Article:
[5] The analysis of the archive of polar orbiting satellite imagery identified the frequent occurrence during the winter of anomalous cloud features in the vicinity of Novaya Zemlya [Matson, 1986] that were subsequently proposed to be orographic clouds associated with flow over the high topography of the islands [Parmenter-Holt, 1987]. Fett [1992] considered several case studies based on satellite imagery and likened the phenomenon to downslope windstorms. A QuikSCAT surface wind speed climatology of the Nordic Seas identified the Barents Sea just to the west of Novaya Zemlya as a region where high speed southeasterly flow is common [Kolstad, 2008]. However, no connection was made with the previous observations of presumed orographic flow in the region.

[6] Although a number of authors have referred to these high-speed winds as a bora [Matzko, 1993; Zeeberg, 2002], there has been no systematic study of their structure, the role that Novaya Zemlya plays in their formation, nor their impact on the ocean. In this paper, we will use the recently released Interim Arctic System Reanalysis (ASRI) [Bromwich et al., 2010] to investigate this phenomenon highlighting the commonality with observations of the Yugoslavian Bora [Smith, 1987] as well as idealized studies of stratified flow over topography in the presence of an environmental critical layer [Clark and Peltier, 1984; Bacmeister and Pierrehumbert, 1988].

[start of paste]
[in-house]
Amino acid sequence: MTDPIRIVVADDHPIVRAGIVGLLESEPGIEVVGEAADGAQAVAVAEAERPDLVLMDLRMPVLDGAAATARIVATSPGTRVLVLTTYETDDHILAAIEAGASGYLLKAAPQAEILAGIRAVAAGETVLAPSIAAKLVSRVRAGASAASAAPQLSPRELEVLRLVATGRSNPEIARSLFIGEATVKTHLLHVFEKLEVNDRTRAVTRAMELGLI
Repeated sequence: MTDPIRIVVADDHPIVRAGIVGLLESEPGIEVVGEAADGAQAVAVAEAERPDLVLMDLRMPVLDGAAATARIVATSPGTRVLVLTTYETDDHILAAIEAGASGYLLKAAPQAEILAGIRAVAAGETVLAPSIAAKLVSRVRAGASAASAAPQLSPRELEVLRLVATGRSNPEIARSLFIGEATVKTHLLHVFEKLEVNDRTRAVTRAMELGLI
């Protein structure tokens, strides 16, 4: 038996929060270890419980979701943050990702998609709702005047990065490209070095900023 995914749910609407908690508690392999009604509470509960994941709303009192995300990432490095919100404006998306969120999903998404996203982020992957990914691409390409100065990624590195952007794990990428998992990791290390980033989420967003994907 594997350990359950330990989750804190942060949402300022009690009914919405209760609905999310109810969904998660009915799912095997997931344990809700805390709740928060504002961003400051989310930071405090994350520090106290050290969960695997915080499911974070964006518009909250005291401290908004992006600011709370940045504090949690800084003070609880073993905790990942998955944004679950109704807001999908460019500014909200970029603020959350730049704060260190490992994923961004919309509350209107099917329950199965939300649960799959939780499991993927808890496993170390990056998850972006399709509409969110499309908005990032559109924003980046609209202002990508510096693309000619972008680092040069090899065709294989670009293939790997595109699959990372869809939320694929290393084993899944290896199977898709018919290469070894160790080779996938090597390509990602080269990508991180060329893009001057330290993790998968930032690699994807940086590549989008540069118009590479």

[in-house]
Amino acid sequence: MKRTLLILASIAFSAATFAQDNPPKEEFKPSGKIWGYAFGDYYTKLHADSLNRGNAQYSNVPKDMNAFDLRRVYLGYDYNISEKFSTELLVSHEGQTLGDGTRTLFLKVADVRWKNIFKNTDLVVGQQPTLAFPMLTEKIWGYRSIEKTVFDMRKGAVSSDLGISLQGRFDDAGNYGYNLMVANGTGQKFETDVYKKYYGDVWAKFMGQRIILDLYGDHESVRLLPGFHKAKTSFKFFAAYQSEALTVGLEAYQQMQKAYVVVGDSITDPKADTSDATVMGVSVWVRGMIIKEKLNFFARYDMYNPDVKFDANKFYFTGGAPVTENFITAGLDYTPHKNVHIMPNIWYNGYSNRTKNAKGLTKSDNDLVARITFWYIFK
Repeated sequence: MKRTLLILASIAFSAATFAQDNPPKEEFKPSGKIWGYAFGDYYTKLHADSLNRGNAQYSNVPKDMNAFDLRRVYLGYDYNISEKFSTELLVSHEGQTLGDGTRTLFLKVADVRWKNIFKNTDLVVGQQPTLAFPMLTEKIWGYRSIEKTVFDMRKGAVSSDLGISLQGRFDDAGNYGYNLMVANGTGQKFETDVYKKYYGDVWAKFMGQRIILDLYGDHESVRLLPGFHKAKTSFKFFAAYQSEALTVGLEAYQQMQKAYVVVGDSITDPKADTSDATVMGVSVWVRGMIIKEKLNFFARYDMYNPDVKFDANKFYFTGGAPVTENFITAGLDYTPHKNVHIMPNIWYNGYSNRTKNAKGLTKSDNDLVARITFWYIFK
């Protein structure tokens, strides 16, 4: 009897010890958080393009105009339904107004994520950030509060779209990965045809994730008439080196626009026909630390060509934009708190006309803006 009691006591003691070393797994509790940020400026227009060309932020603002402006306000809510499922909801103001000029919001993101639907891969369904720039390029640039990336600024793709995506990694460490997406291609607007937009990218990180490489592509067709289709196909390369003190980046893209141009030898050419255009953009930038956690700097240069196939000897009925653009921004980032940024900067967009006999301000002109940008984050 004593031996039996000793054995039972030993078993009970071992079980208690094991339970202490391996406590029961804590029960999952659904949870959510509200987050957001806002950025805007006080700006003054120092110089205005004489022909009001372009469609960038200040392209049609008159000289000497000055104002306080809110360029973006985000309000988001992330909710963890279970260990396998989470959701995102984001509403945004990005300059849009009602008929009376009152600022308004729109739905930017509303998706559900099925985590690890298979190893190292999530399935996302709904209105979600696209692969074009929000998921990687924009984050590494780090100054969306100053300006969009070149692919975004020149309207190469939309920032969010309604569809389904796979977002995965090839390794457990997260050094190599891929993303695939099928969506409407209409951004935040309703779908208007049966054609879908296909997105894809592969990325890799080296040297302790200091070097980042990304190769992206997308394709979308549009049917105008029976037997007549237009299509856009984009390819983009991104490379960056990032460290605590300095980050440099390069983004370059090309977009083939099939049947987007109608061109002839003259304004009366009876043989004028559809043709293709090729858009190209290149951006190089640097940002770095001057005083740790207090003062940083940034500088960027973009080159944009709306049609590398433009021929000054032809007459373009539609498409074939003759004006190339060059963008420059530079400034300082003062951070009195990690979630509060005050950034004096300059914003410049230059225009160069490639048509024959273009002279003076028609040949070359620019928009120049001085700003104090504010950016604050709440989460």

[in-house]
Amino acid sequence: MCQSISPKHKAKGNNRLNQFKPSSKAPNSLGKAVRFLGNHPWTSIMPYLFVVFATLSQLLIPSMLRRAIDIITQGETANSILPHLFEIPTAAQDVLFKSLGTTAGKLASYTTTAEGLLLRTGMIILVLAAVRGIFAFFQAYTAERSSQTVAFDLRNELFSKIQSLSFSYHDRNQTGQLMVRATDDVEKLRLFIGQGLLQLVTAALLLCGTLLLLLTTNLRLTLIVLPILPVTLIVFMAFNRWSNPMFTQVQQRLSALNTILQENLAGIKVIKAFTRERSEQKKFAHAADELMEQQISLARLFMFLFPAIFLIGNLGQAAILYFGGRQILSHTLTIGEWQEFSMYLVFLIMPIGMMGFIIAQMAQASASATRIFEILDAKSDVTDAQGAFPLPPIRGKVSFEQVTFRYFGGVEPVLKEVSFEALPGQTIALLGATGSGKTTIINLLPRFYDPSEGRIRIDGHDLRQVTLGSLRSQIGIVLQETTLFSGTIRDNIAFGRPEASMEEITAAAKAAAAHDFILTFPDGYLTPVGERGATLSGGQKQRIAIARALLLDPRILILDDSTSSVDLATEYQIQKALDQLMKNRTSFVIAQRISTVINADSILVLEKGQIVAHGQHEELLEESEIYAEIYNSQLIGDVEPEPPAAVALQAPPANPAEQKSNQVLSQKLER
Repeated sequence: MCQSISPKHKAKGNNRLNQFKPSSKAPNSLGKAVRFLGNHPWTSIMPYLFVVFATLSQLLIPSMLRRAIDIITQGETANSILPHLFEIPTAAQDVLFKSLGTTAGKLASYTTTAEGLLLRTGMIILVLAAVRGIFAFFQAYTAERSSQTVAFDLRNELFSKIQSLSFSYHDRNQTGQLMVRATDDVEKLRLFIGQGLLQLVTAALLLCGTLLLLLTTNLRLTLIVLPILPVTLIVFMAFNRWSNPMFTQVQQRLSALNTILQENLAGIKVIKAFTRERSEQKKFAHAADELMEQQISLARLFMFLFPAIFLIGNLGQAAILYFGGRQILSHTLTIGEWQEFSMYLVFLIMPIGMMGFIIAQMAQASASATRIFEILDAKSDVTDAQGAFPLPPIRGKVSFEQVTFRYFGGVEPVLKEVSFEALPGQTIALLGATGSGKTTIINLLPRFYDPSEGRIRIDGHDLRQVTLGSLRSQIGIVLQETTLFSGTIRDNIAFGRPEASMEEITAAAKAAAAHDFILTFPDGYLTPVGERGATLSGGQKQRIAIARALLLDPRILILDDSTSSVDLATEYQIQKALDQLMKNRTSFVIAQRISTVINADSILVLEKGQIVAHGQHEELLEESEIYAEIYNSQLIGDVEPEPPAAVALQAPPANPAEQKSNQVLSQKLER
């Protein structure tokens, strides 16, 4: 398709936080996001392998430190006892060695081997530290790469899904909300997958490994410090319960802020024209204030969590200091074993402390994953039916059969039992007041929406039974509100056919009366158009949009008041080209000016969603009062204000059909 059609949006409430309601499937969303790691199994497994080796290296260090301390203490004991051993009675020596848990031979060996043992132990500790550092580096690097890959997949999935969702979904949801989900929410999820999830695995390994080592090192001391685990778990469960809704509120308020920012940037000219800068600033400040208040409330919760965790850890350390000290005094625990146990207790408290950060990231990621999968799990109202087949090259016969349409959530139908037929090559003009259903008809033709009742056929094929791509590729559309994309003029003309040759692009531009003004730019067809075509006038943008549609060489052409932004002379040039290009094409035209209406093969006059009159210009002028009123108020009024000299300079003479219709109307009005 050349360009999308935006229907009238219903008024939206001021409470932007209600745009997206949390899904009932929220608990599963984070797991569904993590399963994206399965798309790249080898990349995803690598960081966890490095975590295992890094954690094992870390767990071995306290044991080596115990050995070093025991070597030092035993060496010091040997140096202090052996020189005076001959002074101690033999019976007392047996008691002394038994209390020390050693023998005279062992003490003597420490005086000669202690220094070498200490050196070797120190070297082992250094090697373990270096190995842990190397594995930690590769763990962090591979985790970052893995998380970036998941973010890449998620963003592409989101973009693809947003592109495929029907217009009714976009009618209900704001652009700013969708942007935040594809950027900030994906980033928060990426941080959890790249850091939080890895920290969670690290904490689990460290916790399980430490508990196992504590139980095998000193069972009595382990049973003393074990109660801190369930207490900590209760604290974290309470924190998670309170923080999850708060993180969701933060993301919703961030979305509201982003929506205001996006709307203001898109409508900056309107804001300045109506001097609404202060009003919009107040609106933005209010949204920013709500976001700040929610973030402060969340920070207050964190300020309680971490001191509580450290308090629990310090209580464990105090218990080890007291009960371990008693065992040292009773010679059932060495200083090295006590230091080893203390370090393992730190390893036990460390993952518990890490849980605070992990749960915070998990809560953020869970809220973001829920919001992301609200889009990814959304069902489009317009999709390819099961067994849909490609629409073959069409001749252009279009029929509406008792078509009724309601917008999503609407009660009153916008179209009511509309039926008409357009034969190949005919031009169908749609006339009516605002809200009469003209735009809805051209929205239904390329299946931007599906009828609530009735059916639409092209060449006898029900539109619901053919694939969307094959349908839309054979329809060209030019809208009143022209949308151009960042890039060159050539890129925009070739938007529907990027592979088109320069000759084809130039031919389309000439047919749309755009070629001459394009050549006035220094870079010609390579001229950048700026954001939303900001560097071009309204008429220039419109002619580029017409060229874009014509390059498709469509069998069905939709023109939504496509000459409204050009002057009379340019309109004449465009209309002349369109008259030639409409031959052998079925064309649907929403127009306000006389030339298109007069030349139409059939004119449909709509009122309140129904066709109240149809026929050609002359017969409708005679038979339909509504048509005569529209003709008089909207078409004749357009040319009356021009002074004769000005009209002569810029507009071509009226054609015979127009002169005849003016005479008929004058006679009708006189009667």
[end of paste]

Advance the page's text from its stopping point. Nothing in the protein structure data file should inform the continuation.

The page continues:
2 Data and Methods

[7] Atmospheric reanalyses offer the possibility of developing a climatology of high-speed wind events near Novaya Zemlya as has been done for Greenland barrier flow and tip jets [Harden and Renfrew, 2012; Moore, 2012]. However, until recently, reanalyses with sufficient resolution to capture these events near Novaya Zemlya have not been available. The recent completion of the ASRI with its 30 km resolution offers the possibility of generating such a climatology. The ASRI is based on the “polar” version of the Weather Research and Forecasting model [Bromwich et al., 2010]. The reanalysis covers the entire Arctic at a 3 h temporal resolution for the period 2000–2010. A comparison with the Interim Reanalysis from the European Centre for Medium-Range Weather Forecasts shows comparable RMS errors for surface fields [Bromwich et al., 2012].

[8] For this paper, 3 hourly surface and pressure-level data were analyzed for the available 11 winters (DJF) on a domain centered on Novaya Zemlya (Figure 1). Winter mean fields were calculated as well as the directional characteristics of the high-speed 10 m wind events over this domain using a technique developed by Moore [2012].

3 Results